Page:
Debut children’s author Karina Wolf’s story is charming and atmospheric, and moonlight-infused illustrations from The Brothers Hilts (yes, they’re really brothers) elevate this book from a great read aloud to a visually prolific pick—there are oodles of cool details to pore over. Quirky and unique!

51w4iuY55eL._SL500_AA300_Red Knit Cap Girl by Naoko StoopLittle, Brown; Ages 2-6

Stoop used pieces of wood for the background of her illustrations, so the striations of the rings add a fantastic textural element to each spread. There’s a dreamlike quality here as the color palette shifts from the brilliant rust, yellow, and green of sunset to the deeper twilight hues of indigo, teal, and gold. And against these soft, atmospheric hues stands our little heroine, who pops off the page in her bright red ensemble (and, of course, her red knit cap!). It’s a sumptuous visual feast that fully deserves its place on the New York Times’ Best Illustrated list

Others to watch: Bear Has a Story to Tell, Unspoken, Abe Lincoln’s Dream 

What are your picks for Caldecott? Comment and let us know which books you think deserve an award!

Our 2013 Caldecott Shortlist!

Our staff has voted on our favorite picture books of the year, and we’ve agreed on our picks for the Caldecott! Check out our shortlist!

Extra Yarn by Mac Barnett, illus. by Jon KlassenBalzer & Bray/Harperteen; 16.99

Chloe and the Lion by Mac Barnett, illus. by Adam RexHyperion Books; 16.99

Oh, No! by Candace Fleming, illus. by Eric RohmannSchwartz & Wade Books; 17.99

This Is Not My Hat by Jon KlassenCandlewick Press; 15.99

Bear Has a Story to Tellby Philip C. Stead, illus. by Erin E. SteadRoaring Brook Press; 16.99

I Have a Dream by Martin Luther King, Jr., illus. by Kadir NelsonSchwartz & Wade Books; 18.99

What’s your pick for Caldecott? Comment and let us know, then check back on January 28th to see if your favorites made the grade!

Miss Megan’s Favorite Books of 2012

2012 was a good year to be a reader! Ask me my favorite book and I’ll probably hem and haw before making a decision—but if I have to choose, I’ll choose from this list.

(Instead of giving you a long discussion of the merits of each book, I’m limiting myself to a Twitter-style 140-character summary for each. Here goes!)

Chloe and the Lion by Mac Barnett, illus. by Adam RexHyperion Books (HarperCollins); 16.99; Ages 3-8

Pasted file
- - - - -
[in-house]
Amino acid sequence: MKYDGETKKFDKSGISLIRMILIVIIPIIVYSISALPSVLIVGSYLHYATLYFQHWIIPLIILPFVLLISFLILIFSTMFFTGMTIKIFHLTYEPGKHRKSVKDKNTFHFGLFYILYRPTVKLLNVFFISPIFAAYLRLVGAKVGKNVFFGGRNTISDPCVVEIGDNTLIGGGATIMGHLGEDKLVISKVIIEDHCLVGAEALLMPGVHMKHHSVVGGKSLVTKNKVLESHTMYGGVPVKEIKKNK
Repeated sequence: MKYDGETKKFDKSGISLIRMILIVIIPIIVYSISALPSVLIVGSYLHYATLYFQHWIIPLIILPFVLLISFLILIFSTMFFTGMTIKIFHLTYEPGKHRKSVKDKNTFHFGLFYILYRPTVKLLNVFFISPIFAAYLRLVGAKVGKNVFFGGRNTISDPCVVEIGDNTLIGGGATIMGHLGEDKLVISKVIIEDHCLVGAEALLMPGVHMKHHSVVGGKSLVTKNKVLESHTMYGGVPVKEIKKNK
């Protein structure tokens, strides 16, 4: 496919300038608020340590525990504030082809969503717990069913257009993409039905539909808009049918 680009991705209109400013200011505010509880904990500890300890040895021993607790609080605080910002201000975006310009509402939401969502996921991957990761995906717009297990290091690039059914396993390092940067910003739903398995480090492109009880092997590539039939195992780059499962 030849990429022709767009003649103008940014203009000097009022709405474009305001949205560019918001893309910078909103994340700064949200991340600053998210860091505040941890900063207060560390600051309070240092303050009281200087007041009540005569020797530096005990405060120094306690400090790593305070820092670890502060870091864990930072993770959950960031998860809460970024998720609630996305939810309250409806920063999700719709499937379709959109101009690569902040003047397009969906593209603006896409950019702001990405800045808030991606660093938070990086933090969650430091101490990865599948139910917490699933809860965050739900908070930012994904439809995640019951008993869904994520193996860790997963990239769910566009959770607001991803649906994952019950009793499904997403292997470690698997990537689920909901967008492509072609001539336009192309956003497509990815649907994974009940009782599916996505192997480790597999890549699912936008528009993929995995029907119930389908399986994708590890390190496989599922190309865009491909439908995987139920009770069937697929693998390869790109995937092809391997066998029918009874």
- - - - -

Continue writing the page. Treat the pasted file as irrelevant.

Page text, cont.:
This discussion of author/illustrator collaboration hilariously breaks the fourth wall. Lots to look at, lots of laughs. Top Caldecott pick.

This Is Not My Hat by Jon KlassenCandlewick Press; 15.99; Ages 3-7

A little fish steals a big fish’s bowler hat. Text follows little fish, art follows big fish. Mayhem ensues. Klassen is a comic genius.

A Greyhound of a Girl by Roddy DoyleAmulet Books (Abrams); 16.95; Ages 9-adult

Poignant generational story about mothers, daughters, grandmothers, and great-grandmothers. Just the right length, great emotional impact.

Summer of the Gypsy Moths by Sara PennypackerBalzer & Bray (Harperteen); 15.99; Ages 9-12

This novel about an unlikely friendship is also a novel about two kinds of family: the kind we’re born into, and the kind we choose.

Splendors and Glooms by Laura Amy SchlitzCandlewick Press; 17.99; Ages 10-16

A Dickensian orphan story with a magical twist. Hilarity abounds. Schlitz is the queen of engaging, descriptive prose. Top Newbery pick.

Jepp, Who Defied the Stars by Katherine MarshHyperion Books; 16.99; Ages 12-adult

A young court dwarf in the Spanish Netherlands journeys on a quest to find his fate. Fantastic storytelling. Marsh is a DC author!

Me and Earl and the Dying Girl by Jesse AndrewsAbrams Publishing; 16.95; Ages 14-adult

A story of unlikely friendship without the usual cliches. A fresh voice that is hysterical and engaging. You will laugh and cry.

Code Name Verity by Elizabeth WeinHyperion Books; 16.99; Ages 14-adult

Part spy thriller, part friendship story, with twists you’ll never see coming. Begs to be reread. Top Printz pick. Best book of the year.